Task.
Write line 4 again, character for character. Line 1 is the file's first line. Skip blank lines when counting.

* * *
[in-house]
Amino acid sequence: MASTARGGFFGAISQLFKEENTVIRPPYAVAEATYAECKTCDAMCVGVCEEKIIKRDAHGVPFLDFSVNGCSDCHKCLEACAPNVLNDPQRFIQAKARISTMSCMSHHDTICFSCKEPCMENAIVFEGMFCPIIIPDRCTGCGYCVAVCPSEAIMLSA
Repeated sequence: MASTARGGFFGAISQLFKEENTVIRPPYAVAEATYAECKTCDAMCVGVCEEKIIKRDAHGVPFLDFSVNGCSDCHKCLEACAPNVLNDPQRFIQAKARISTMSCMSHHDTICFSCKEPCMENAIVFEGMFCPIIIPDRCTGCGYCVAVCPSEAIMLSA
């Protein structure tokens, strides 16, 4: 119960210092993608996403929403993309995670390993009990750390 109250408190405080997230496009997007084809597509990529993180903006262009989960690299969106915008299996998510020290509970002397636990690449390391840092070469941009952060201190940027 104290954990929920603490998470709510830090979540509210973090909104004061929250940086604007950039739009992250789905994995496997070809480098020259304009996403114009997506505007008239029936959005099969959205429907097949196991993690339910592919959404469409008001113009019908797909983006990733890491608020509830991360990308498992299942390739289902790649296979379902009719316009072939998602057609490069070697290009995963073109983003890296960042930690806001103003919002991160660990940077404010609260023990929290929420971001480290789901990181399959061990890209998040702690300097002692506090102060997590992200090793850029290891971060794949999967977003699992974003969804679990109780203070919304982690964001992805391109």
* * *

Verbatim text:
């Protein structure tokens, strides 16, 4: 119960210092993608996403929403993309995670390993009990750390 109250408190405080997230496009997007084809597509990529993180903006262009989960690299969106915008299996998510020290509970002397636990690449390391840092070469941009952060201190940027 104290954990929920603490998470709510830090979540509210973090909104004061929250940086604007950039739009992250789905994995496997070809480098020259304009996403114009997506505007008239029936959005099969959205429907097949196991993690339910592919959404469409008001113009019908797909983006990733890491608020509830991360990308498992299942390739289902790649296979379902009719316009072939998602057609490069070697290009995963073109983003890296960042930690806001103003919002991160660990940077404010609260023990929290929420971001480290789901990181399959061990890209998040702690300097002692506090102060997590992200090793850029290891971060794949999967977003699992974003969804679990109780203070919304982690964001992805391109």